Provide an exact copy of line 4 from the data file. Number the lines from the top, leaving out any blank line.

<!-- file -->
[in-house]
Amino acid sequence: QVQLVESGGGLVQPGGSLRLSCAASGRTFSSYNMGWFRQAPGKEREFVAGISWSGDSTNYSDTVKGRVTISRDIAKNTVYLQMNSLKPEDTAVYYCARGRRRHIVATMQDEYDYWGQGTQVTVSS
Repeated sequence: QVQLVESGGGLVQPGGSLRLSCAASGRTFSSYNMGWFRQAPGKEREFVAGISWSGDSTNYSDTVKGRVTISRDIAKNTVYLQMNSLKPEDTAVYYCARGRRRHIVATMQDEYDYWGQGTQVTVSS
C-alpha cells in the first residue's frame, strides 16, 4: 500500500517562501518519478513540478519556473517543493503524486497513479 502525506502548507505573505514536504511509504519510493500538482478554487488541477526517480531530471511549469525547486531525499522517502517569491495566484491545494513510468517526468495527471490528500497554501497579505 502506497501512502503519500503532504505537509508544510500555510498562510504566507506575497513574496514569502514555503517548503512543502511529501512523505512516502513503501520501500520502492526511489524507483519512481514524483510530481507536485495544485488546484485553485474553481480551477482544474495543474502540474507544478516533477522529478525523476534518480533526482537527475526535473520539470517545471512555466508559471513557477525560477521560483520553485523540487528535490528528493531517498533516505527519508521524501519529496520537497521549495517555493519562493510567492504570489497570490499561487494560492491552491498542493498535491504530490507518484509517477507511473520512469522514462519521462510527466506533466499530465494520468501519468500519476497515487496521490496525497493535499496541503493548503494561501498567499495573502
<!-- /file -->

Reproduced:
C-alpha cells in the first residue's frame, strides 16, 4: 500500500517562501518519478513540478519556473517543493503524486497513479 502525506502548507505573505514536504511509504519510493500538482478554487488541477526517480531530471511549469525547486531525499522517502517569491495566484491545494513510468517526468495527471490528500497554501497579505 502506497501512502503519500503532504505537509508544510500555510498562510504566507506575497513574496514569502514555503517548503512543502511529501512523505512516502513503501520501500520502492526511489524507483519512481514524483510530481507536485495544485488546484485553485474553481480551477482544474495543474502540474507544478516533477522529478525523476534518480533526482537527475526535473520539470517545471512555466508559471513557477525560477521560483520553485523540487528535490528528493531517498533516505527519508521524501519529496520537497521549495517555493519562493510567492504570489497570490499561487494560492491552491498542493498535491504530490507518484509517477507511473520512469522514462519521462510527466506533466499530465494520468501519468500519476497515487496521490496525497493535499496541503493548503494561501498567499495573502